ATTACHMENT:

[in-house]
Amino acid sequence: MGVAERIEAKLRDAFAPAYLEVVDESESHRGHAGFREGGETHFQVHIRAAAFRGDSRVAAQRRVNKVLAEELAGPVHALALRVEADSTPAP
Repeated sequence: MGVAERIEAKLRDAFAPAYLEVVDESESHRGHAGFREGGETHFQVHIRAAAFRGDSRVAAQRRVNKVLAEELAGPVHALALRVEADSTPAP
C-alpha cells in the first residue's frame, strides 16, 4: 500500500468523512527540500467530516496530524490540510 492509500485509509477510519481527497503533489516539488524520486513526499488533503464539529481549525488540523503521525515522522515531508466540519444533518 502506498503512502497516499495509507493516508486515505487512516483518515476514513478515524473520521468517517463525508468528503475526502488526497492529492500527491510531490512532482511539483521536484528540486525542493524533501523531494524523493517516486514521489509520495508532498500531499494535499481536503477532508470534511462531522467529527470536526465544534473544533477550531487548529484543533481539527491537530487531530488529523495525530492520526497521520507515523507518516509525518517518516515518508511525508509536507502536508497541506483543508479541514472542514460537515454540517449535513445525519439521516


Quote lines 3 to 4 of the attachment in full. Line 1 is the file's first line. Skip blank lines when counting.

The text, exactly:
Repeated sequence: MGVAERIEAKLRDAFAPAYLEVVDESESHRGHAGFREGGETHFQVHIRAAAFRGDSRVAAQRRVNKVLAEELAGPVHALALRVEADSTPAP
C-alpha cells in the first residue's frame, strides 16, 4: 500500500468523512527540500467530516496530524490540510 492509500485509509477510519481527497503533489516539488524520486513526499488533503464539529481549525488540523503521525515522522515531508466540519444533518 502506498503512502497516499495509507493516508486515505487512516483518515476514513478515524473520521468517517463525508468528503475526502488526497492529492500527491510531490512532482511539483521536484528540486525542493524533501523531494524523493517516486514521489509520495508532498500531499494535499481536503477532508470534511462531522467529527470536526465544534473544533477550531487548529484543533481539527491537530487531530488529523495525530492520526497521520507515523507518516509525518517518516515518508511525508509536507502536508497541506483543508479541514472542514460537515454540517449535513445525519439521516